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  1. #1
    John Stephenson's Avatar
    John Stephenson Guest

  2. #2
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    Cool Re: Foundation comments

    John
    Good question and first of all I suggest home inspectors never use the word “minor” as its #-1 on the list of words that is a magnate for litigation. (that list can be another thread) We opine conditions that exist at the time of inspection and try not to be fortune tellers as to what has happened or may happen in the future, near or far. If you think it’s a maintenance item that the home owner is capable of doing adequately, say so. If it is repairs or replacement beyond what you would expect a home owner capable of by all means tell them to retain a tech in the discipline you’re calling out. Please do not over use the term “further evaluation bla, bla, bla.” If it’s broken fix it, if it presents a hazard to occupants fix it, if it’s worn out, replace it. In other words keep it simple. I see inspection reports becoming novelettes and way too many photos. Folks can get lost in a 60 page report when in fact the average inspection report requires only 3 to 4 pages or even 5 to cover the current conditions of the major systems and components of an average house. The rest of the report is boiler plate and fluff; at least that’s my opinion.


    Jerry McCarthy
    Building Code/ Construction Consultant

  3. #3
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    Spring Hill (Nashville), TN
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    Default Re: Foundation comments

    Foundation movement is not normal. Foundation cracking (not concrete curing cracks) is not normal. Drywall cracking is not normal.

    The problem that we, you and I as home inspectors need to realize is that we need to report what we see.

    Cracks in drywall can be caused by many things. I had a house this week with drywall cracks. I found that the builder had not placed any squash blocks at the TIJ floor joist. The foundation was not failing, the TIJ's were being crushed and the walls were cracking.

    The following is what I use to recommend an SE and for whoever that will be doing the repairs to follow the SE's recommendations:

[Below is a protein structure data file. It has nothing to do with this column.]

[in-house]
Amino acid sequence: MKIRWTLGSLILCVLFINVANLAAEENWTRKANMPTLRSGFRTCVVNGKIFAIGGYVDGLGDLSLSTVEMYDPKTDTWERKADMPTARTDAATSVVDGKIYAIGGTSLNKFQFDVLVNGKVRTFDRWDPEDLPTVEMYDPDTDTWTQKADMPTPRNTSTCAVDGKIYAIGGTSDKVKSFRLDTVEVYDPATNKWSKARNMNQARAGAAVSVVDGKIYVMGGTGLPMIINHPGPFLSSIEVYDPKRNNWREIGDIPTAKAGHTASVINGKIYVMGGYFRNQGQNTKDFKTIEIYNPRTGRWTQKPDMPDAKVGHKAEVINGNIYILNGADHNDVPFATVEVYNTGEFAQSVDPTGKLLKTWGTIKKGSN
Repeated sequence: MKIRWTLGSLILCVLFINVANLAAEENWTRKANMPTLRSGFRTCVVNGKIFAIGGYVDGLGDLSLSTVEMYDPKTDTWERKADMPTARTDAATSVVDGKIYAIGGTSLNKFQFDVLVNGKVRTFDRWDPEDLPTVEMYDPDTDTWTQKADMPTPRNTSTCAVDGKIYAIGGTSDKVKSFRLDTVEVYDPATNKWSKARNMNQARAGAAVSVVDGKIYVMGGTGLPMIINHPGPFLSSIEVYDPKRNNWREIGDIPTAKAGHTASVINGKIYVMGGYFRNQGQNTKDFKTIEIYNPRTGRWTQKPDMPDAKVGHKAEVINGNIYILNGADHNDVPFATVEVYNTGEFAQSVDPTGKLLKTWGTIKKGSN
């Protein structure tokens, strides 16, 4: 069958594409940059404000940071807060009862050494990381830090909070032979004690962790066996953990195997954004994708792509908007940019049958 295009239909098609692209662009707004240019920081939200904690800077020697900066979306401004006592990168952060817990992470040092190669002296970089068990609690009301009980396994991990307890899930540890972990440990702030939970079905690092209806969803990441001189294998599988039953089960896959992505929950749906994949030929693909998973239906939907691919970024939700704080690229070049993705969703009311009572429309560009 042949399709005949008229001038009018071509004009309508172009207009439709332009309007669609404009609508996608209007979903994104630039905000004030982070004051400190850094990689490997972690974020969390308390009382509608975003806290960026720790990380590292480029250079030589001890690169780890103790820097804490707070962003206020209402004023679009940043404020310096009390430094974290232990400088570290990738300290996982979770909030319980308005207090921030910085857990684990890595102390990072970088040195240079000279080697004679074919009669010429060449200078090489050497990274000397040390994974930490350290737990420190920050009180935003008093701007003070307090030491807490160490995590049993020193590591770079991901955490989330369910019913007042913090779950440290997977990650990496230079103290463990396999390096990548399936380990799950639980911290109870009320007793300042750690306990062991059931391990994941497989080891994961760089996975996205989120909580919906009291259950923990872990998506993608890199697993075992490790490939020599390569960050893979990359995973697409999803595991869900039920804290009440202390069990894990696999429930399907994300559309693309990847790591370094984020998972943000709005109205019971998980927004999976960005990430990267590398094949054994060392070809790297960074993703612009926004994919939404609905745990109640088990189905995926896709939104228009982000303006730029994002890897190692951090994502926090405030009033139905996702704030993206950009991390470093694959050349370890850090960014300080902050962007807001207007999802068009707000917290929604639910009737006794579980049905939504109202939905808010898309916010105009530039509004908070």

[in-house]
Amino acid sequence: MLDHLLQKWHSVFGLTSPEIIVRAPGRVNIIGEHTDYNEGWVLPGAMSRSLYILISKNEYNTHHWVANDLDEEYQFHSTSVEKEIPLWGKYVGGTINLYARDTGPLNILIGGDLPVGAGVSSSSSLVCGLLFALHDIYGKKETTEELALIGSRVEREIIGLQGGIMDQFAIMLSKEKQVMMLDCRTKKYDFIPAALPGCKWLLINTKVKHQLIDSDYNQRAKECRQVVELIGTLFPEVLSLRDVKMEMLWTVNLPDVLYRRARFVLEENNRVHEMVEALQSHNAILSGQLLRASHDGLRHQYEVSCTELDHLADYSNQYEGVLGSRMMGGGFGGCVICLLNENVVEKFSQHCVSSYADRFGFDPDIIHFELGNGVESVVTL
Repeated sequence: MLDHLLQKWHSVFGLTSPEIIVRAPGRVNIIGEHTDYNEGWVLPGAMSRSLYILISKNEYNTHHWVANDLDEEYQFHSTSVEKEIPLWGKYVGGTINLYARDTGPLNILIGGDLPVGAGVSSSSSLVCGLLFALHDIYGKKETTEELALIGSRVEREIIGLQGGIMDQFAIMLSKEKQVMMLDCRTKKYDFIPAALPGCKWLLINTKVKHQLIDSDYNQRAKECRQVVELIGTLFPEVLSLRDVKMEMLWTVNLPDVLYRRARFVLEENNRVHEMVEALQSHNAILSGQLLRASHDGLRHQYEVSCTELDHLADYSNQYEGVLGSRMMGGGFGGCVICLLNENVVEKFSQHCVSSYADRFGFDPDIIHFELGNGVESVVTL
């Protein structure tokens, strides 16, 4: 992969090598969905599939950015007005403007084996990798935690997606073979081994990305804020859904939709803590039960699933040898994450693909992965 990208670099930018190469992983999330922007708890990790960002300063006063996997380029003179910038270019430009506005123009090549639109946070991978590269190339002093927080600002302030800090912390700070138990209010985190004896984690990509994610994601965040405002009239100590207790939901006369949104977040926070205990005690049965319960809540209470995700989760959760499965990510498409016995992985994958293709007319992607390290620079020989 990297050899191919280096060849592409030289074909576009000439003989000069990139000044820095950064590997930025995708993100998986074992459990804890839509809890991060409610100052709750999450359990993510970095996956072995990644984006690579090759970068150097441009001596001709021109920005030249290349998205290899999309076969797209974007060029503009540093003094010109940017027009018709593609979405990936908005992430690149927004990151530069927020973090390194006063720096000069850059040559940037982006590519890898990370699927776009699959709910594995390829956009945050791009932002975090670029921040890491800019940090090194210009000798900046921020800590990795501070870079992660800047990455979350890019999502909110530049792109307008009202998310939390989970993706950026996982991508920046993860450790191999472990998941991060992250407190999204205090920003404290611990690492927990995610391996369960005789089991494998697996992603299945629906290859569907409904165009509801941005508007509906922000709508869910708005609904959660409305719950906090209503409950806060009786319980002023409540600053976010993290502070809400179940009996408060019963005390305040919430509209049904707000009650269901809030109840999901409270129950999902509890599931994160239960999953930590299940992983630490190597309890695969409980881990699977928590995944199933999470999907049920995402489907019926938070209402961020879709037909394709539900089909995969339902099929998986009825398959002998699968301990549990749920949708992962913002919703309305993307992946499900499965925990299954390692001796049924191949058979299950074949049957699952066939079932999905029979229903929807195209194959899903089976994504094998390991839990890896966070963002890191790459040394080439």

If I find more than three cracks in a home; If the cracks are on corresponding walls; If the cracks are larger than a pencil; If the walls are displaced or bowing; If windows & doors are not working properly; If trim work is pulling loose; If the frieze boards are pulling apart; and if I just don't like what I'm seeing.

    Major and Minor have no business being in a home inspectors report, ask anyone who does EW work in our profession and they will tell you the same.

    Scott Patterson, ACI
    Spring Hill, TN
    www.traceinspections.com

  4. #4
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    Default Re: Foundation comments

    Quote Originally Posted by John Stephenson View Post
    Foundation performance can be summed up in this manner:

    1) New foundation (no repairs needed)
    That is not always a correct statement or assumption. Should be, but it is not.

    Jerry Peck, Construction / Litigation Consultant
    Construction Litigation Consultants, LLC ( www.ConstructionLitigationConsultants.com )
    www.AskCodeMan.com

  5. #5
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    Default Re: Foundation comments

    Quote Originally Posted by John Stephenson View Post
    Okay, I see some cracking in sheetrock walls and floors being unlevel, or even some doors binding - all indicating some ,let's say for a lack of better terminology at this point, "MINOR" to "MODERATE" settlement.
    As West Coast Jerry said, stay away from 'descriptive terms' such as 'minor' and 'moderate'.

    Today, the "minor settlement" does not warrant repairs - - but two years from now, the MINOR/MODERATE could move to MAJOR. Do you go ahead a recommend SE or foundation company look at the foundation even though (AT THIS TIME) the is only minor/moderate settlement?

    I guess what I'm driving at, is what type of verbiage do you all use for foundations in between (1) & (2) that is defensible in a court of law?
    If there is differential settlement (movement out of plane), that's not good.

    If there is separation in a 'V' shape, that's not good.

    If there is a vertical crack through concrete block (or brick or any masonry), that's not good.

    If there is bowing or leaning (go back to movement out of plane), that's not good.

    If there is 'humping' or 'dipping' (two terms I just made up - i.e., what was a level line is now going up and down), that's not good.